Kristina Richard will never forget her golden moment on an international stage.
“I was jumping for joy and never stopped smiling,” the Antigonish native said.
She and her Team Canada teammates had taken their place at the top of the podium in the 4X400m relay at the 2019 Special Olympics World Summer Games in Abu Dhabi, United Arab Emirates.
Richard, who ran the lead leg, established a lead that her team would not relinquish.
“It was so exciting,” the 24-year-old added.
That signature smile – one that has touched countless people and lights up any room – had a lasting effect on her teammates.
“They started calling me ‘Smiley,’” Richard said, with a laugh, noting the affectionate nickname they gave her.
The gold-medal performance came in her third race of the Games, topping off a fifth-place finish in the 100m and a bronze-medal mark in the 200m.
“I was crying on the podium – I was so excited,” Richard said of the moment she received her first medal.
In racing to third place, she established a personal-best time in that discipline.
“I was so happy,” she added.
The two-medal effort – in her international debut – is the latest chapter of a stellar Special Olympics’ career for the Dr. Hugh Gillis Regional High School graduate, one that began more than a decade ago.
Since she was 13, Richard – who now focuses on track and field – has also competed in swimming, bowling and floor hockey.
A veteran of several regional and provincial competitions, she has also represented Team Nova Scotia in national competition, at home in Antigonish (2018), and Vancouver (2014).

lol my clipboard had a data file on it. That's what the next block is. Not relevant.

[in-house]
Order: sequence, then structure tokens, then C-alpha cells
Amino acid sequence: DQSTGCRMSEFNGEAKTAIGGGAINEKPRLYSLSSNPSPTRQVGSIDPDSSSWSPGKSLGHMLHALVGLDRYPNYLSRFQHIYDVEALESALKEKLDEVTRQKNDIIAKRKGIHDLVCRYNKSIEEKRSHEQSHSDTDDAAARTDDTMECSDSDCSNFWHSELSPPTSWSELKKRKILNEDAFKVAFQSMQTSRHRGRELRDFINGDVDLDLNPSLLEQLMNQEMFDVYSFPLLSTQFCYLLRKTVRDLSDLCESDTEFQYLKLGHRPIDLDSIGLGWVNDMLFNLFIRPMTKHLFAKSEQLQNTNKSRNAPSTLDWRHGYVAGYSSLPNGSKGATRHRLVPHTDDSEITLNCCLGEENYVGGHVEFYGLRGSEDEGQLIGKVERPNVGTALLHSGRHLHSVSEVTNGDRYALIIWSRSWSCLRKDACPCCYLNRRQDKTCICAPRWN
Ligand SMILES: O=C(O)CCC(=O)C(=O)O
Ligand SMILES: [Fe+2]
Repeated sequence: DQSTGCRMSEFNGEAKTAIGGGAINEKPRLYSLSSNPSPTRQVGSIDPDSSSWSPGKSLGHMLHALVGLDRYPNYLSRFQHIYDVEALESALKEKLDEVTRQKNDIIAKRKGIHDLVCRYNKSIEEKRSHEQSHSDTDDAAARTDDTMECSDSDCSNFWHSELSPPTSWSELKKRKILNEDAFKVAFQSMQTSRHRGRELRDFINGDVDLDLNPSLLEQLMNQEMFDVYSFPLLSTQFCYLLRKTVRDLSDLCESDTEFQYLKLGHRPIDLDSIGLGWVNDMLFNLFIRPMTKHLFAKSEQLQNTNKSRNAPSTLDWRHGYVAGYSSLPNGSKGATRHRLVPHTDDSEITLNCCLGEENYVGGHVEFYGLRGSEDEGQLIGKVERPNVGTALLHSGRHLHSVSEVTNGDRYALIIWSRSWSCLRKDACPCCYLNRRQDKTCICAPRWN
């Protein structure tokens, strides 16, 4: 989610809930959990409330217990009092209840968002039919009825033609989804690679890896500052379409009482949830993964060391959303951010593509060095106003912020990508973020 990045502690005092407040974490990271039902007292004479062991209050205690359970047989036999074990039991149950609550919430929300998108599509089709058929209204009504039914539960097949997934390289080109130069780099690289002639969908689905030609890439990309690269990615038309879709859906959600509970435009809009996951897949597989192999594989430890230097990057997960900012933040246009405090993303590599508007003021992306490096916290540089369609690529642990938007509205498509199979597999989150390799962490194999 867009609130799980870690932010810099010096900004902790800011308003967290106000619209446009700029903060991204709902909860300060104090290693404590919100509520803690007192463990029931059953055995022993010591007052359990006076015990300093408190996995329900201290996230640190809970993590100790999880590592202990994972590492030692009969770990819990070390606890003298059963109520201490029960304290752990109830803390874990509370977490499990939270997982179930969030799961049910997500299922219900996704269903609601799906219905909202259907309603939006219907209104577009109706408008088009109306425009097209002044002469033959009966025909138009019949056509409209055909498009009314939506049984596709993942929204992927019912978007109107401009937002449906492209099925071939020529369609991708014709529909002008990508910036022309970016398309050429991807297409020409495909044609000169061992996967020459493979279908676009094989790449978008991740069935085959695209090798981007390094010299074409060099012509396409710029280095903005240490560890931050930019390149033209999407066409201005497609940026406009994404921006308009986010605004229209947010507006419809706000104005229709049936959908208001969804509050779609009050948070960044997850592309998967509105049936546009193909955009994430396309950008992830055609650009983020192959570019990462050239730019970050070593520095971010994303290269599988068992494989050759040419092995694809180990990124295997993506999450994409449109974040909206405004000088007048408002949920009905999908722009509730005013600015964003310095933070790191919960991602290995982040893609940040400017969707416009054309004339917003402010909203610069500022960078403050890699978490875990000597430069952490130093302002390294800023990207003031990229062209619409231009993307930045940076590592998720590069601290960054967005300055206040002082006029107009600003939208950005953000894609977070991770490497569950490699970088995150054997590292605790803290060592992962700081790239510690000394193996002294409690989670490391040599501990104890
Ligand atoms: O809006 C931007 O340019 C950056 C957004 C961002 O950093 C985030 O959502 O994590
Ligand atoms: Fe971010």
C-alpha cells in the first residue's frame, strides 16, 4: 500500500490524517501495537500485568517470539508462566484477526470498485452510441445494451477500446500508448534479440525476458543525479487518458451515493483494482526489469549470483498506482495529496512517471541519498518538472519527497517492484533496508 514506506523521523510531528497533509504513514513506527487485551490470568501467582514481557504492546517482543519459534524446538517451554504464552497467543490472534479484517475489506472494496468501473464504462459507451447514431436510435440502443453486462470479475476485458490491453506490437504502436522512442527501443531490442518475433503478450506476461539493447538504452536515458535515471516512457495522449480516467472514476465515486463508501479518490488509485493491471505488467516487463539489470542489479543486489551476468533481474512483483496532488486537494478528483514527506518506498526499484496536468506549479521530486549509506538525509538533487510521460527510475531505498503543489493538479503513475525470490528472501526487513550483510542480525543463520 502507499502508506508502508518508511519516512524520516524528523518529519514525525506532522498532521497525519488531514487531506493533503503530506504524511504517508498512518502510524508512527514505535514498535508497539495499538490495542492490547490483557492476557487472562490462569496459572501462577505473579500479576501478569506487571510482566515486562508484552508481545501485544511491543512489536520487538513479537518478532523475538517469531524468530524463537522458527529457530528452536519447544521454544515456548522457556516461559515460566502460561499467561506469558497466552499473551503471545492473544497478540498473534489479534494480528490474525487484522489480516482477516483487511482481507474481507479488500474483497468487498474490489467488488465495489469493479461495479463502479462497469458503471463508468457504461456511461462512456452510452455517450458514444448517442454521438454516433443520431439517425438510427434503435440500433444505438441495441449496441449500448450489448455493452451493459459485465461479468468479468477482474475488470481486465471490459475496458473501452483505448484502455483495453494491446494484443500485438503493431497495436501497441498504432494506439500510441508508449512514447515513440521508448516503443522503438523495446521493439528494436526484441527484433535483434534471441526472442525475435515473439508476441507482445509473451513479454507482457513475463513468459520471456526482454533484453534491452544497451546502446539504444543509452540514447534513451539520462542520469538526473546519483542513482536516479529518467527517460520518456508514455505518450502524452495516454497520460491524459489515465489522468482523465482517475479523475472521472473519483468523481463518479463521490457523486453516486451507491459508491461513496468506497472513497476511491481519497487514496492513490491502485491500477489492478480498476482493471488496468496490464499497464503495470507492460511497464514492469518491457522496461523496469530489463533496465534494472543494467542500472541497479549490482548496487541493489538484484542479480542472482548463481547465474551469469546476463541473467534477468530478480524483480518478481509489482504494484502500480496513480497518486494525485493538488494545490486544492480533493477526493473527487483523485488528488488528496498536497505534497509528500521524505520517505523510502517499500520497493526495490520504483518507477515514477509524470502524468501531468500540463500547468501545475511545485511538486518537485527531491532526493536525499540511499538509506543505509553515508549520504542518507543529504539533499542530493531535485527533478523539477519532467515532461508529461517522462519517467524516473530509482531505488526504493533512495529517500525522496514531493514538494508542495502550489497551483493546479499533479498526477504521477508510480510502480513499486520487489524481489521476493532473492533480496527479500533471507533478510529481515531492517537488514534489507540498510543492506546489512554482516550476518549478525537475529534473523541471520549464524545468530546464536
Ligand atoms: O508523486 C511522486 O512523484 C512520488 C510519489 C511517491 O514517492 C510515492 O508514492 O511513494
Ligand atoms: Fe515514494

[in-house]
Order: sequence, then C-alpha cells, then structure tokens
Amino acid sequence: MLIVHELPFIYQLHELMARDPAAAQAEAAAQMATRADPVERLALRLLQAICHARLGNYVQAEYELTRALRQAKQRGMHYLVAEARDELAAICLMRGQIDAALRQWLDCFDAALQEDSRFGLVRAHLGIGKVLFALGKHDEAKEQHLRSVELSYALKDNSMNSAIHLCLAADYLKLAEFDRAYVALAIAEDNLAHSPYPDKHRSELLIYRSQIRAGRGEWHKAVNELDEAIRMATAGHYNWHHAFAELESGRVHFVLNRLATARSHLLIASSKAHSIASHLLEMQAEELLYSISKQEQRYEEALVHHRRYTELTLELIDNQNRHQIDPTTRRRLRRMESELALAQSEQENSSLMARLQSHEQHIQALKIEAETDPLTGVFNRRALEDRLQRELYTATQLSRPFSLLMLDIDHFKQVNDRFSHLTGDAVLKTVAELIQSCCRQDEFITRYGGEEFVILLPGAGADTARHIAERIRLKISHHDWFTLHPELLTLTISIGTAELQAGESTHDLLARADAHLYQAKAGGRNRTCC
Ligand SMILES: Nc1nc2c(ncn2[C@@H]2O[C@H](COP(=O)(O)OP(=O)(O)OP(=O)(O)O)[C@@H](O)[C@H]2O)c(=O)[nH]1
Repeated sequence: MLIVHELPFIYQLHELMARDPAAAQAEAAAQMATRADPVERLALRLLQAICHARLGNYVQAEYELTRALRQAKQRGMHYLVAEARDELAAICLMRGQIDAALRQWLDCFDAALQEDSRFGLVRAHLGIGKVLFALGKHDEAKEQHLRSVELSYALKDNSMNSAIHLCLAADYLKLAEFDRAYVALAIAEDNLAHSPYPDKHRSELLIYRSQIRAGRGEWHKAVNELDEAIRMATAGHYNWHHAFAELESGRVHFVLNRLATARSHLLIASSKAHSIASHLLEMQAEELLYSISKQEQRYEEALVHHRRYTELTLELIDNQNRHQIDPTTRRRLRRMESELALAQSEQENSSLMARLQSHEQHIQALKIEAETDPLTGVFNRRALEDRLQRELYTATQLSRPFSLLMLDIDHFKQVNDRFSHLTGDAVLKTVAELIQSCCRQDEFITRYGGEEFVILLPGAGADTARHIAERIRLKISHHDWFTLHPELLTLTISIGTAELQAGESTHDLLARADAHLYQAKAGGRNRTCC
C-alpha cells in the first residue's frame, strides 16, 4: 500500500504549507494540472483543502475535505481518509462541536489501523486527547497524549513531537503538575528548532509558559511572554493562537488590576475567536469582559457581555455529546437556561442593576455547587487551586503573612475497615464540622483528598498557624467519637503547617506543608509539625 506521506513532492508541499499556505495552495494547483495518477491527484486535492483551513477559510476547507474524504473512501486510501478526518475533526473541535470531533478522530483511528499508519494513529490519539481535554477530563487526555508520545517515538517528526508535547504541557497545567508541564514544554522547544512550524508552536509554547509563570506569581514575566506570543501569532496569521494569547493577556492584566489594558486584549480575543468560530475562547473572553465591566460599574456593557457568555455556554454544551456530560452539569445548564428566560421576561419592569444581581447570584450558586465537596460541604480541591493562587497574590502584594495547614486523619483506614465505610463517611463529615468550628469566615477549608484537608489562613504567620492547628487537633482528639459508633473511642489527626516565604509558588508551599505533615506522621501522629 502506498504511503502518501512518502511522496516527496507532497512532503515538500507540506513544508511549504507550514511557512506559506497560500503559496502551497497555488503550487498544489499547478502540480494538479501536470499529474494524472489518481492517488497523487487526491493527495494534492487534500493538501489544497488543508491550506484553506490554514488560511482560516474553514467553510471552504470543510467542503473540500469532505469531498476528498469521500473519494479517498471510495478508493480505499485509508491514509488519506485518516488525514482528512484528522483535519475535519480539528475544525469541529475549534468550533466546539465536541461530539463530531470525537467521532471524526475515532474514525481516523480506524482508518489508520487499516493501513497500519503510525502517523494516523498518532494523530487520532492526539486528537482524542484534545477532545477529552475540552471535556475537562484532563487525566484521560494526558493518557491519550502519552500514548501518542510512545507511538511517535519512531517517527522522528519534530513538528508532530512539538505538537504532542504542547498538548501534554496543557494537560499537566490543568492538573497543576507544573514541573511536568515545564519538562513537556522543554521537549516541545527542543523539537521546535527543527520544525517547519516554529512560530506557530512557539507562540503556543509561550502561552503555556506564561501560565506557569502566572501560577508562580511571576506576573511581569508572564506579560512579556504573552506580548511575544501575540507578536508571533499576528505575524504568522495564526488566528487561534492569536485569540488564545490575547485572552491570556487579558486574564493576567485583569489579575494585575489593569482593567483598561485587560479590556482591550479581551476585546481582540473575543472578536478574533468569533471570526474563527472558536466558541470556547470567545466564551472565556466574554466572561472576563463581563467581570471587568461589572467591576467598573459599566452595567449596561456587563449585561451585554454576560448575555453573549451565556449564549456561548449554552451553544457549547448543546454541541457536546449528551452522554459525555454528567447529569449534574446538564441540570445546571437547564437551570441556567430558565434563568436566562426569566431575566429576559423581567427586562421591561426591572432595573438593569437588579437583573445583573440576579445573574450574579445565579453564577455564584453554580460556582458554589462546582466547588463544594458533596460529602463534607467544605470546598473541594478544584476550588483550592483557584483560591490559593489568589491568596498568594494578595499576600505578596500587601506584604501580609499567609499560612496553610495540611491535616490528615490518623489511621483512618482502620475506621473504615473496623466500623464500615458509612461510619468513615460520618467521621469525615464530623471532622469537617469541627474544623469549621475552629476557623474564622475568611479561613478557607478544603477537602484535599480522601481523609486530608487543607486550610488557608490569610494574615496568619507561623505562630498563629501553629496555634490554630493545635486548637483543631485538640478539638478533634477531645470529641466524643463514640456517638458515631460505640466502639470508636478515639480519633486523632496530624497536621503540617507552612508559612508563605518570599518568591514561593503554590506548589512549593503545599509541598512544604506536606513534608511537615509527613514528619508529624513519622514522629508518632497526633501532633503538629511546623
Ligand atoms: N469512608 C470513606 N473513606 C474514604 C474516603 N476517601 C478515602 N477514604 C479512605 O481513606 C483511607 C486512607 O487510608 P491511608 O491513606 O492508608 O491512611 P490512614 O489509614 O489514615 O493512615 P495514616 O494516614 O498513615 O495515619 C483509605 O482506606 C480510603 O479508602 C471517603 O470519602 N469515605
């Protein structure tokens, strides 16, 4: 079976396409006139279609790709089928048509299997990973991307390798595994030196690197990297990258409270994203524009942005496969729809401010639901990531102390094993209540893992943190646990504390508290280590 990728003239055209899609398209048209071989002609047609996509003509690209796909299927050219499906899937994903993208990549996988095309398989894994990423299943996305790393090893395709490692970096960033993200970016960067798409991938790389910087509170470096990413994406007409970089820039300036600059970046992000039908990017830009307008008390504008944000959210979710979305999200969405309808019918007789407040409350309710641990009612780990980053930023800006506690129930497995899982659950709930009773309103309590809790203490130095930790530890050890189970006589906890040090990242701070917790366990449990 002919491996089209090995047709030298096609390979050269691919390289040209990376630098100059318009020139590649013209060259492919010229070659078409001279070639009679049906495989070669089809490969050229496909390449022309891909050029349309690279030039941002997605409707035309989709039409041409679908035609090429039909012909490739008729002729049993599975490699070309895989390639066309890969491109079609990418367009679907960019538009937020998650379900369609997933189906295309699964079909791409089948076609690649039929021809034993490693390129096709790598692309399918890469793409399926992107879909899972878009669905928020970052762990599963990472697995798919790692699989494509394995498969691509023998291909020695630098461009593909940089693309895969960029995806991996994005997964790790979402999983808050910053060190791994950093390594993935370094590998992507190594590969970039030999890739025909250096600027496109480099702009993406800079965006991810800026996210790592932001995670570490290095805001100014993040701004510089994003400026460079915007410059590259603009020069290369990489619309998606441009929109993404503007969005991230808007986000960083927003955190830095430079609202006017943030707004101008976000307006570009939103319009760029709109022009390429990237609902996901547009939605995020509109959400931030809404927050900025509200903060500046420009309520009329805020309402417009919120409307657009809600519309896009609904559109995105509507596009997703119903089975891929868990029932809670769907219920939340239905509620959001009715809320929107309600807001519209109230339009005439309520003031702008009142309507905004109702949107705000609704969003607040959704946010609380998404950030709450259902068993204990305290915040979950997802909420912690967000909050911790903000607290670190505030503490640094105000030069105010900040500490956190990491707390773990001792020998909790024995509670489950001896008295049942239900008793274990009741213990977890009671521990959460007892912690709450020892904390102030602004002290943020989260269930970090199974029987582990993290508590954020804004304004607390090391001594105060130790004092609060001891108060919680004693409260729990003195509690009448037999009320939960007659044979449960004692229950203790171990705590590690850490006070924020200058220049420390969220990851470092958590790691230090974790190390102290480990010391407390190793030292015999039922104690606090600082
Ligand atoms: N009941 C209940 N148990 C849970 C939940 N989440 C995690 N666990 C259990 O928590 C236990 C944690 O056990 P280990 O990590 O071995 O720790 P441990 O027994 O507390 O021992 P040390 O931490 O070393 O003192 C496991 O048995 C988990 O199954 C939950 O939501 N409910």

“I was so proud – super excited,” Richard said of her Games’ effort.
Speed was a common thread throughout the experience – both on and off the track.
“I was a little nervous, at first, but once it got moving, it was awesome,” Richard said of her ride on a camel during a Team Canada safari.
There was also an unforgettable visit to an amusement park, which included rides on several roller coasters, one based on The Hunger Games fantasy series.
“It went forward – really fast – and then flew backward,” Richard said, as her eyes widened.
“It was so fast,” she added.
Just like during competition, Richard was fearless on those thrilling rides, offering a quick “no,” when asked if she was scared.
There were also exciting moments cheering on Team Canada, not to mention the opening and closing ceremonies. They had the chance to pose for a photo with Canadian singing star Avril Lavigne, who performed during the opening.
Although the Games were an once-in-a-lifetime experience, Richard said she was “happy to be home.”
She said she was excited to see family and friends, some of which travelled to Halifax to greet her at the airport.
“There were jumping up and down – they wouldn’t leave my side,” she said of the greeting she received from her canine friends when she arrived in Antigonish.
While sipping on an apple juice and snacking on a pastry in the Antigonish CACL Café, where she works, Richard relaxed on her final day off.
“I will keep training really hard,” Richard said, an indication she will have no part in resting on her recent accomplishments.
Her sights are now set on representing Eastern Highlands Special Olympics – her home club – in the 2019 Nova Scotia Special Olympics Summer Games at Acadia University in Wolfville.
And, down the road, she dreams about a possible return to the international stage for the 2023 Special Olympics World Summer Games in Germany.
“I am always going to try my best,” Richard said.